The Federal Bureau of Investigation’s Cyber Division this month warned election officials nationwide to fortify voter registration data systems in the wake of two breaches it was able to detect earlier this summer.
A “flash” warning sent by the agency about 10 days ago warned state boards of election to take the necessary precautions to safeguard their databases.
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Attackers breached a Board of Election website in July while a separate intrusion was detected on another state’s Board of Election system earlier this month, according to a report today from Yahoo News, which obtained the warning.
It’s unclear how Yahoo obtained a copy of the alert, which was labeled “NEED TO KNOW recipients” and marked for limited distribution, TLP, or Traffic Light Protocol, Amber.
The flash warning doesn’t specify which states were affected but according to Yahoo, which cites “sources familiar with the document,” Arizona’s board of elections database and Illinois’ board of election database were hit.
Hackers allegedly downloaded the personal data of 200,000 voters in Illinois in July before officials were forced to shutter the state’s voter registration system for 10 days. An Arizona state official claims that systems belonging to Arizona’s Board of Elections were targeted – malicious software hit its machines – but never successfully stole any data, Yahoo says.
Ken Menzel, general counsel for the Illinois State Board of Elections, told reporters back in July that he believed the attack, which took down Illinois’ voter registration system on July 12 for about two weeks, was the result of foreign hackers. Menzel told the Chicago Tribune this week that he believes the information of fewer than 200,000 was accessed. While no files were erased or modified and no voting history information or voter signature images were captured, drivers’ license numbers and the last four digits of Social Security numbers may have been accessed, however.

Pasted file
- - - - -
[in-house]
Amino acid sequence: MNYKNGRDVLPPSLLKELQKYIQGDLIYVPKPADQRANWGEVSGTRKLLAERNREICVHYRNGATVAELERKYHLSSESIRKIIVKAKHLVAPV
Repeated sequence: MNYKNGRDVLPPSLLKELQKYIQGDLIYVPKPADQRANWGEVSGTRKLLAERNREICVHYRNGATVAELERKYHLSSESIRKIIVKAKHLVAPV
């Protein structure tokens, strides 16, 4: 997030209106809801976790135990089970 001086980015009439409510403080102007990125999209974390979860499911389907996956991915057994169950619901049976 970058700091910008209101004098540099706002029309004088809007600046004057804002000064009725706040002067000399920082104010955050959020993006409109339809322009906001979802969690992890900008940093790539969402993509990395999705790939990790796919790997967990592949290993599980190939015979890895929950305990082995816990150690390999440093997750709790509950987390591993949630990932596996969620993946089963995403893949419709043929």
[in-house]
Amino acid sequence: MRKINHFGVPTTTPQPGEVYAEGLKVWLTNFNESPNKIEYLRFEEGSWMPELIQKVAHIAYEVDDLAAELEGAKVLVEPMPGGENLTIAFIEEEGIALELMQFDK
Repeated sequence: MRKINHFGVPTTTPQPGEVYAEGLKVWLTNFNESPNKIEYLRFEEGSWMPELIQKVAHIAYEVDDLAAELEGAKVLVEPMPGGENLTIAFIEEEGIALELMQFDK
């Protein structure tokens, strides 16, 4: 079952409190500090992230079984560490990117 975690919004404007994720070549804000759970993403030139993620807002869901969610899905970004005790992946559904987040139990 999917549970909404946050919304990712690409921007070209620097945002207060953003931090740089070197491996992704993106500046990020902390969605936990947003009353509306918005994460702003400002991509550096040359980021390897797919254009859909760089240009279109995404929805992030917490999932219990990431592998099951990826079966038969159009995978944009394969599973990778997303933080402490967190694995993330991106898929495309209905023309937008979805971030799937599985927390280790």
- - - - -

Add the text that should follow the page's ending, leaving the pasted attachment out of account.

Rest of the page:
The flash alert discusses information released by the Multi-State Information Sharing & Analysis Center (MS-ISAC) earlier this month. According to the memo, an attacker used penetration-testing tools such as Acunetix, SQLMap, and DirBuster, to scan one Board of Election site.
According to the alert, the attacker used Acunetix, a common web application scanner, to scan a Board of Election site for vulnerabilities, then used SQLmap, an open source penetration testing tool, to target a SQL injection vulnerability on the site.
“The majority of the data exfiltration occurred in mid-July,” the alert reads, a timeline that coincides, almost exactly, with the figure given by Menzel.
At the time, the bulletin urged states to search their logs for activity by eight “suspicious” IP addresses associated with the tools. The IP addresses trace back to servers in the Netherlands and the United States that are operated by hosting providers based in Bulgaria and Russia that specialize in virtual private servers and dedicated servers.
“Attempts should not be made to touch or ping the IP addresses directly,” the alert cautions.
The memo also encourages site hosting providers to ensure that all software, “especially content management software” has been patched, to conduct vulnerability scans on local government and law enforcement websites, and to make sure the database management system has limited permissions, among other preventative measures.
The Flash alert hit inboxes three days after Homeland Security Secretary Jeh Johnson told state officials they could solicit the expertise of government cybersecurity experts. Johnson told members of the National Association of Secretaries of State (NASS) and other chief election officials at the time that voting systems should meet federal cybersecurity recommendations and that if they wanted, officials could have experts scan their voting systems for vulnerabilities.
In this politically tense climate and roughly 70 days out from the presidential election, the incident of course takes on a different light.
Johnson’s comments were likely spurred by several allegations this summer by Republican presidential candidate Donald Trump. Trump has called the integrity of U.S. election system into question multiple times just this month and maintains the system may be rigged against him.
Johnson told officials in his call that the Department of Homeland Security wasn’t “aware of any specific or credible cybersecurity threats relating to the upcoming general election systems” but nonetheless offered the assistance of the Department’s National Cybersecurity and Communications Integration Center (NCCIC).